A few days before I was about to leave for my first international trip my friend Carol gave me the best travel advice I’ve ever received: “Don’t experience your trip through a camera lens,” she said. “Let your eyes see it.” I have carried this advice with me ever since. Wherever I go I make sure my eyes see more than my camera does.
In Jordan, this is unavoidable. There are activities here that are not suitable for a standard camera. Folks still do it, and get great pictures out of it, but we weren’t confident enough in our ability to keep the equipment dry and/or sand free. I don’t regret how few pictures we have of these places. Our eyes saw them, our bodies felt them, and it was great.
Floating in the Dead Sea
I “stood” in the deep water with my arms stretched out over my head and didn’t sink. It’s a wild experience. I only wish I had brought water shoes as the rocks were very sharp from the accumulation of salt. But for the rest of my life I will remember effortlessly floating there, looking out on to Israel and Palestine, and thinking, “My work is loving the world.”
P.S. Don’t get the water in your mouth. It tastes like burning.
Hiking the Siq Trail in the Mujib Biosphere Reserve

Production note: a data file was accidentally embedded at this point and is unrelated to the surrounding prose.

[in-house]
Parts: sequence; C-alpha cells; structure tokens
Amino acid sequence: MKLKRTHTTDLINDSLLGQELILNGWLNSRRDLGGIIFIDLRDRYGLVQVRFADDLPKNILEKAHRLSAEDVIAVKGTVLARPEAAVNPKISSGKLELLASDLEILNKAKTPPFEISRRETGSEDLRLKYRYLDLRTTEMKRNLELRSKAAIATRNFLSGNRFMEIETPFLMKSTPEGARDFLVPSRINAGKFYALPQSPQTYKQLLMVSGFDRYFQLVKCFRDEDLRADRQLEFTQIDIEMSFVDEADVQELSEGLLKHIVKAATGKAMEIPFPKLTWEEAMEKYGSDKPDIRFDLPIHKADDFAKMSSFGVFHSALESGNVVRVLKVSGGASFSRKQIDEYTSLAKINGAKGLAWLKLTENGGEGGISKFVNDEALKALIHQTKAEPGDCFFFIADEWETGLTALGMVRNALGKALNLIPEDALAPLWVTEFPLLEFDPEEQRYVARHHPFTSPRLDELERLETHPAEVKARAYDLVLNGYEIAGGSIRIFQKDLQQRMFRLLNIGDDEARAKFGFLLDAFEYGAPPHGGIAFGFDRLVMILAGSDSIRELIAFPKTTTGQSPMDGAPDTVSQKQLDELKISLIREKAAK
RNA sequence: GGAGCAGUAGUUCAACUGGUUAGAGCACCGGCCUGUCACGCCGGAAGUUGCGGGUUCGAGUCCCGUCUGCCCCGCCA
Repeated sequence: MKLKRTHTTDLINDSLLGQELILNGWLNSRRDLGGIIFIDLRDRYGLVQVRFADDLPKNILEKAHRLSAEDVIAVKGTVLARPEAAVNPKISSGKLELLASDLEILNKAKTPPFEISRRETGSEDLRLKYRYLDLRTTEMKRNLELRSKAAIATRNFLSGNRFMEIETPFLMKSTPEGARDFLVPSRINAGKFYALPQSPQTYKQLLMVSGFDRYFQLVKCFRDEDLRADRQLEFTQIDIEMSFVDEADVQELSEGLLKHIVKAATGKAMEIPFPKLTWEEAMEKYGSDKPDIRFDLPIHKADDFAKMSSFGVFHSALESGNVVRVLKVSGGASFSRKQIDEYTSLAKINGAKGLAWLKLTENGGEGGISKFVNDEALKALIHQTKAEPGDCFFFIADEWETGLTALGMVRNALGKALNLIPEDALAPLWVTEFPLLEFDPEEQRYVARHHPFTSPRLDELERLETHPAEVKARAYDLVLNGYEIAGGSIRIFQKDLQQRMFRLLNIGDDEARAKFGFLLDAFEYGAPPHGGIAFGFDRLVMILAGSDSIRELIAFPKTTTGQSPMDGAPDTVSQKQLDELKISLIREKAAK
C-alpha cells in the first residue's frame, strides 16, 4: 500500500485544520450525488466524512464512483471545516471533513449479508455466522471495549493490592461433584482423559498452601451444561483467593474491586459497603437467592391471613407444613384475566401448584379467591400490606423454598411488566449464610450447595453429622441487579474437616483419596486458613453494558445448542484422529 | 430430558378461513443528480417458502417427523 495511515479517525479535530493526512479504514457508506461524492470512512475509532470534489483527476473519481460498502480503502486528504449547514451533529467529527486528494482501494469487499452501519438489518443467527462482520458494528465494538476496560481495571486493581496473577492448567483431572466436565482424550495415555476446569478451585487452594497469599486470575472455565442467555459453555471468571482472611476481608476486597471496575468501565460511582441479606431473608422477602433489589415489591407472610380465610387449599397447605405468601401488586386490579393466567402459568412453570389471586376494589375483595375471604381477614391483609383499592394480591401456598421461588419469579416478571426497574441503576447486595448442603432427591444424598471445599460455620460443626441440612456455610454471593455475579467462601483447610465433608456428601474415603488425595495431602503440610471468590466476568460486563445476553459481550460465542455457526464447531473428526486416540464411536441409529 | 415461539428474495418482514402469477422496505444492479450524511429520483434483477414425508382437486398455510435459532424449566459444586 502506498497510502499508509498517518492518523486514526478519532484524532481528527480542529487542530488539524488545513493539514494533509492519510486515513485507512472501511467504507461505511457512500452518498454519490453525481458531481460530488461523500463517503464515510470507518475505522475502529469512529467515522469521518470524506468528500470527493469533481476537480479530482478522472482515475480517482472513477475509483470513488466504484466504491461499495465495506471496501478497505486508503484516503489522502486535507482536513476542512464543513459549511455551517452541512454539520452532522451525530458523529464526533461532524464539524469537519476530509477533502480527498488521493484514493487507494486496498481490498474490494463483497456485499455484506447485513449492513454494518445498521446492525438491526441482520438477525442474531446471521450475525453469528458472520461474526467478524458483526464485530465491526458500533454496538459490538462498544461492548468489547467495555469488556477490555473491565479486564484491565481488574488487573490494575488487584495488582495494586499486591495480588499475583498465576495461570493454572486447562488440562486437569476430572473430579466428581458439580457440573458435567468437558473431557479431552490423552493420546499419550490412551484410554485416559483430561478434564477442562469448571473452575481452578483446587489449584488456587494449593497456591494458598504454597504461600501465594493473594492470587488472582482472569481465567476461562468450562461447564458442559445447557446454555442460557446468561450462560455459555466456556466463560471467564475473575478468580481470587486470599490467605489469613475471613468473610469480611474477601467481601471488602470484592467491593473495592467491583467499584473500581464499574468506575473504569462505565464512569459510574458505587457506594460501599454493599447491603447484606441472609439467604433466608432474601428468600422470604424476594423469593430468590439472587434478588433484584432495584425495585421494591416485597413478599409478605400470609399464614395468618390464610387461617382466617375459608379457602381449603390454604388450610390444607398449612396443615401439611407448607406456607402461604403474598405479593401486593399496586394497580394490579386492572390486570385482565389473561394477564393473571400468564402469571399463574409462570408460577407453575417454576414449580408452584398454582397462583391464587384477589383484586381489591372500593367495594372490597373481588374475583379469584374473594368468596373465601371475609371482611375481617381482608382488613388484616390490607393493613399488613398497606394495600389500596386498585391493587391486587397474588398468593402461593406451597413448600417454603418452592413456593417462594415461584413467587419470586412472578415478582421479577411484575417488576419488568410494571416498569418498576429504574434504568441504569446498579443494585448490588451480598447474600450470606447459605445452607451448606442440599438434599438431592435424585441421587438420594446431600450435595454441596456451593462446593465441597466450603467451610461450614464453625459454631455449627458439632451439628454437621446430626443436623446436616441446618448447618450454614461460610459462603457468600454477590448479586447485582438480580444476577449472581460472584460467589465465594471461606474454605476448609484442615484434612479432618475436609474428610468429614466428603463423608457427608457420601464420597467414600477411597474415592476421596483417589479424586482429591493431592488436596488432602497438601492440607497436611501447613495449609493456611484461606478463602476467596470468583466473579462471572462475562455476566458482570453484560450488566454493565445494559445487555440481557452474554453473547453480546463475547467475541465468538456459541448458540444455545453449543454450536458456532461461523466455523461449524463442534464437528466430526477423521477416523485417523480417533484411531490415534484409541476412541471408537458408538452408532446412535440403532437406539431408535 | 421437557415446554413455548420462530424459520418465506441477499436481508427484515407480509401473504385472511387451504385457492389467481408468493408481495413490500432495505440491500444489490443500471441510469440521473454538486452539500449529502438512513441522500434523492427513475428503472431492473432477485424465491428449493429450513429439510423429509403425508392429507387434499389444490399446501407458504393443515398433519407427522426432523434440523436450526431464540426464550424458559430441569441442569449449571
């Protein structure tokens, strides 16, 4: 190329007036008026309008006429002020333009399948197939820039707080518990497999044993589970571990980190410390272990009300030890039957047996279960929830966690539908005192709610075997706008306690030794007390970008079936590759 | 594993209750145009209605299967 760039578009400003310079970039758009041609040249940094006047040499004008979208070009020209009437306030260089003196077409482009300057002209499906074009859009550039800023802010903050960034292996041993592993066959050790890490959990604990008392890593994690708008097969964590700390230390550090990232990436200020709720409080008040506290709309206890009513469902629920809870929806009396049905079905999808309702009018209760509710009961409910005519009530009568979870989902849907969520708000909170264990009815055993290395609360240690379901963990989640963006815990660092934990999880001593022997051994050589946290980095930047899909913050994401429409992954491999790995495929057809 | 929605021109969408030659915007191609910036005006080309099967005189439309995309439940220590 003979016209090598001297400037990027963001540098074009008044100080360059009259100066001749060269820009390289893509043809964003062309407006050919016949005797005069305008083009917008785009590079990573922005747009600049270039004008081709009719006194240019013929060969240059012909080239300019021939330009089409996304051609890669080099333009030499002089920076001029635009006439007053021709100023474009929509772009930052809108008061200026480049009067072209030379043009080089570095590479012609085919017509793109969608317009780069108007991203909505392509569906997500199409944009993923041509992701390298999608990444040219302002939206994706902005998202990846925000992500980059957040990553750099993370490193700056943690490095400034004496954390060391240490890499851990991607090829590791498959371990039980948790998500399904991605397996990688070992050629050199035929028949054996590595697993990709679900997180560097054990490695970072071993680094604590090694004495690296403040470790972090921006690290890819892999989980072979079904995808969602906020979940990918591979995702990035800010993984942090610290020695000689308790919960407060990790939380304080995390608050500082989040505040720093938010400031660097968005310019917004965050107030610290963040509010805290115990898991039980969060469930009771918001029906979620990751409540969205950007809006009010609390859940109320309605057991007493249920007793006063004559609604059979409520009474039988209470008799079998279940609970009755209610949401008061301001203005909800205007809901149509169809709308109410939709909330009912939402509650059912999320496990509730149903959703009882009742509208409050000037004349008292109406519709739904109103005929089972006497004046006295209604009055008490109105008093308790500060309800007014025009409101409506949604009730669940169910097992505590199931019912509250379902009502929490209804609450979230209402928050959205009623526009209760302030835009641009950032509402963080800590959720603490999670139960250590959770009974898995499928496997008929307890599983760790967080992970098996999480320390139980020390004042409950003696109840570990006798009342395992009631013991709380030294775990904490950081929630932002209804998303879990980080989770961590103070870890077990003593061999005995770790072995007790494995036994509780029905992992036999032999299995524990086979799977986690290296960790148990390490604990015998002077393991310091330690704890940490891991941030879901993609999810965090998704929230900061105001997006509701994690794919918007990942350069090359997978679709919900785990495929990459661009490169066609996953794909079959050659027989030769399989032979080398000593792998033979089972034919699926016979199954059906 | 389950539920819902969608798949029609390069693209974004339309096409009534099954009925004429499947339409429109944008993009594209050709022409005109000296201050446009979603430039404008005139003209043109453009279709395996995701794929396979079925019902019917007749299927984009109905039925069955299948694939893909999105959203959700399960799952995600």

This is a hike we’ll not soon forget. Ninety percent of it is spent in the river, fighting the current on the way up and riding it on the way back. I am grateful to Ryan and the gentleman from New Hampshire who helped me navigate the ropes for some of the more challenging climbs over water soaked boulders. We absolutely loved this hike. I think it was our best day in Jordan.
Snorkeling in the Red Sea
After running out of time to get to the Red Sea in Egypt we made it a priority to do so in Jordan. We drove to Aqaba on the southern border and rented equipment from a beach front hotel. We were not disappointed. The coral was vast and varied and the fish were gorgeous. I watched a clown fish dart in and out of an anemone for a good five minutes.
Camping with the Bedouins
On the way back from Aquaba we detoured into Wadi Rum, land of the famous Lawrence of Arabia. While most tourists opt for a day trip, we negotiated a rate to stay at one of many Bedouin camps. The hosts were warm and welcoming, they fed us a wonderful dinner and breakfast the next morning, and we walked around the desert, looking at bugs and getting sand in our shoes.
There’s a story that a traveler was shot at by local Jordanians in order to make him come back and have tea with them. Responsibility toward the visitor is so deeply part of Jordanian culture that they are aggressively hospitable. We were invited to birthday parties. We sat in a tent surrounded by goats while a local family made us “Welcome Tea.” We, in fact, drank so much “Welcome Tea” that I had a hard time sleeping some nights. The only English some cab drivers know is, “Welcome to Jordan!” There are no words adequate to express just how awesome it was.
So here’s some travel advice to complement Carol’s (which you should also take): Whenever you meet a stranger, even if they’re just from the next town over, say, “Welcome to [Place]!” And just watch how it affects you (and them).
Our work is loving the world.